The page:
Saturday, 11 March 2017

Bach and Elizabeth David

Ours is also a first edition but the dust-jacket is gone.
Benedict Ambrose is across from me in a sitting-room chair, reading the London Review of Books. Nulli is on the sofa, programming. Earlier today I prevailed upon the latter to play a lot of Bach on the piano for the entertainment  of the former. (still in bed). Bach is one of B.A.'s favourite composers (if not THE favourite), and he loves live music above most things. Thus, although my judgement is not all that splendid at the moment--I think I am in post-shock shock or something--I am congratulating myself on my cleverness in asking Nulli to come.

Originally I was thinking moral support for me, and then I was thinking a man to help with carting B.A. about, but now I am thinking about live Bach for B.A.

As B.A. seems perfectly alright--save for that small white square on his head---I shall return to Lenten discipline regarding the internet. However, I did want to recommend any of the works of Elizabeth David (but especially French Provincial Cooking) for anyone who expects to spend any time in a hospital or clinic waiting room.

Elizabeth David is wonderfully entertaining and authoritative and--in French Provincial Cooking for example--writing about a France that has largely disappeared but is the France foreigners dream about: a France of farmers, roadside café/petrol stations worthy of Michelin stars, bourgeois Catholic households in Paris obsessed with food (but eating plain boiled fish on Fridays) and catered to by their cook, a hardworking girl up from the country.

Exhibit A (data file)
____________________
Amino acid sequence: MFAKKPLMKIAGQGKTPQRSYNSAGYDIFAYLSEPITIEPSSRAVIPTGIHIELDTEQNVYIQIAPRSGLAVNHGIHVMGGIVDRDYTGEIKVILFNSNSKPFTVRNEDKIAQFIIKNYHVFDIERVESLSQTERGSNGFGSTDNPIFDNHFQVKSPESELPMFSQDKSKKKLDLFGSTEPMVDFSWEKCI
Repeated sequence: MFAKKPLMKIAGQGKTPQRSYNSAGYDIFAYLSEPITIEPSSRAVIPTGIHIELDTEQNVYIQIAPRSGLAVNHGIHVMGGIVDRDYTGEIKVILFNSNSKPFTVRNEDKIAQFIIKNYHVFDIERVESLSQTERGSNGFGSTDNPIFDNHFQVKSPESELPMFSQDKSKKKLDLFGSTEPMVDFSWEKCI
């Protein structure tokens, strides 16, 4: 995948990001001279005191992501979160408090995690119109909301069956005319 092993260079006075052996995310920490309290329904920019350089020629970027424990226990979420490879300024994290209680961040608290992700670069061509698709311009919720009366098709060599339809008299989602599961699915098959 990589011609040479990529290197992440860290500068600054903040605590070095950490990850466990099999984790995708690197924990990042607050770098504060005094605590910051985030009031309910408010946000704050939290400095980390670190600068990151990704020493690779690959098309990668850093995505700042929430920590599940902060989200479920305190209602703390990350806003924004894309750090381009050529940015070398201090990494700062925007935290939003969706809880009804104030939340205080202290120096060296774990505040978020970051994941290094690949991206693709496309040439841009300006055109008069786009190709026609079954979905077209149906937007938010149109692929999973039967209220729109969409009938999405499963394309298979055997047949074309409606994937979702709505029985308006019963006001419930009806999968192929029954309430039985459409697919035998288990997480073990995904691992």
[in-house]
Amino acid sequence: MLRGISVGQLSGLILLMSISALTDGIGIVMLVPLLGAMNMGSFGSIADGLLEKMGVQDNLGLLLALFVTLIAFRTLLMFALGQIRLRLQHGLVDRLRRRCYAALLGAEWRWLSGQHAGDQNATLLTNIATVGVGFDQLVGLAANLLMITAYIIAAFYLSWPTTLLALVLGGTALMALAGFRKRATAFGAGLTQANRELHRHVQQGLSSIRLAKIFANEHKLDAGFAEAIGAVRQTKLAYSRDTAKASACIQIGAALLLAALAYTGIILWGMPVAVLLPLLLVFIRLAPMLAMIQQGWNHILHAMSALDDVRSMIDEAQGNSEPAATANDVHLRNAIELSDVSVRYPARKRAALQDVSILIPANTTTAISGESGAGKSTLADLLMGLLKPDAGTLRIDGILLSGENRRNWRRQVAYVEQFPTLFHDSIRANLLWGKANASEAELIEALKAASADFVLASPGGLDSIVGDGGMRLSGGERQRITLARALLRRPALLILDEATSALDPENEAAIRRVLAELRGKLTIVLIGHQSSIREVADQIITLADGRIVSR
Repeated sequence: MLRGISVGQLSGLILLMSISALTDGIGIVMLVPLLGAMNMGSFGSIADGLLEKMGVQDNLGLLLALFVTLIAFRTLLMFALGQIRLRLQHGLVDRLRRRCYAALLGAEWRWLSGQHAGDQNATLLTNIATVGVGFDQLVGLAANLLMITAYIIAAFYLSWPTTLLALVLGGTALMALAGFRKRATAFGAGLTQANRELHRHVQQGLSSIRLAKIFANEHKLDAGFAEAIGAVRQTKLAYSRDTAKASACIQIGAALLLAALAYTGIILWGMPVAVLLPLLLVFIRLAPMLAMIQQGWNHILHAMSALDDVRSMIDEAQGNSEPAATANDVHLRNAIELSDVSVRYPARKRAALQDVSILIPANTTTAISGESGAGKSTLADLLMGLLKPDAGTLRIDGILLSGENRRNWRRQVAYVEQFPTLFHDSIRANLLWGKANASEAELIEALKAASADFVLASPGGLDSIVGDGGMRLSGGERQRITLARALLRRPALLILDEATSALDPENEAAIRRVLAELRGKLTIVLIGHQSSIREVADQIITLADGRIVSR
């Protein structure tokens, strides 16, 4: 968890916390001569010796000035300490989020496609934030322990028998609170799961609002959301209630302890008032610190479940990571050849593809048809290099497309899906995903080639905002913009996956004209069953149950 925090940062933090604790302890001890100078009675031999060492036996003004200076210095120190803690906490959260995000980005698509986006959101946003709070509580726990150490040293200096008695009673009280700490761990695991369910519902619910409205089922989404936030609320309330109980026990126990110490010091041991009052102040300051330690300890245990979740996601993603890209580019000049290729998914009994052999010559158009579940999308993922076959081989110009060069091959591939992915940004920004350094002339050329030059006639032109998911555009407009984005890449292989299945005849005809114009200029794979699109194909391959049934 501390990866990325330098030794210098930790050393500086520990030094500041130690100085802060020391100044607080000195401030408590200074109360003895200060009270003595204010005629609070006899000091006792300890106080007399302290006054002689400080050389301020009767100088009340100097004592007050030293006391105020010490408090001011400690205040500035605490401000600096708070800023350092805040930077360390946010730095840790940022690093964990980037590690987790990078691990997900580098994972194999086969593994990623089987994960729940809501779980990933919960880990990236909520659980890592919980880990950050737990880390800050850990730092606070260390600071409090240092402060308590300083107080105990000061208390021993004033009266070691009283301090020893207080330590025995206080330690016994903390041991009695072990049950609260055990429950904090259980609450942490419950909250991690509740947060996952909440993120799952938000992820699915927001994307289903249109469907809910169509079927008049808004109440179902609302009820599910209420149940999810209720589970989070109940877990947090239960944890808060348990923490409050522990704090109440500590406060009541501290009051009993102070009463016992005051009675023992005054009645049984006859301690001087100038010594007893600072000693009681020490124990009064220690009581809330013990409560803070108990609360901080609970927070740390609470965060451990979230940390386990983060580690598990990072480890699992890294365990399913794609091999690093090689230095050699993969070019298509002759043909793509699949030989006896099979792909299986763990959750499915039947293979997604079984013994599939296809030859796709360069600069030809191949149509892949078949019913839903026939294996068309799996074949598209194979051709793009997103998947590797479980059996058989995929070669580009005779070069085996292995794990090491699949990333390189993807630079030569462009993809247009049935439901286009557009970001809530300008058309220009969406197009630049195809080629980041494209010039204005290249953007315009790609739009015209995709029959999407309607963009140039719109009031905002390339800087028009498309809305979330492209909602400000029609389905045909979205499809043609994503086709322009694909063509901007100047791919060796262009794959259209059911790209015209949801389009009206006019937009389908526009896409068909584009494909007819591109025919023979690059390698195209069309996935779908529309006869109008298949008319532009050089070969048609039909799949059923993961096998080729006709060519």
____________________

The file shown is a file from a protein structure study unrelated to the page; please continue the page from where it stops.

If you like food--and I do--reading about amazing French dishes will distract you from the unpleasantnesses of an urban hospital waiting room and also forgive your wandering attention. When you lose your place in "Eggs", you can read a few observations and recipes in "Sweets".

Over 36 hours, I read, I think, all of French Provincial Cooking, first in the Eye Pavilion (between bouts of letter-writing), then in the Royal Infirmary A&E (and very cold it was in there), and then in various rooms in the Western General Hospital. The chapel had a large Bible, thank heaven: if my memory does not betray me, it was the Revised Standard English Version (Anglican).

B.A. was gratified I spent the duration of his operation and regaining consciousness praying in this chapel. He was even quite excited for a moment.

"Do they have the Blessed Sacrament reserved?" he yipped.

"Are you kidding?" I demanded. "This is Edinburgh. We LOST the Reformation, remember?"

Thereupon B.A. lost all interest in this chapel although I must say it will always be special to me. I hope and pray there will always be hospital chapels open for Christians to pray in (with a Bible within easy reach), so this is something to think about in the ongoing war on several fronts against the Christian faith. The chapel had signs posted in both the Christian and Muslim corners of the chapel stating very firmly that the chapel was for use of people of ALL faiths, and I must say I was glad of them.

No comments:

Post a Comment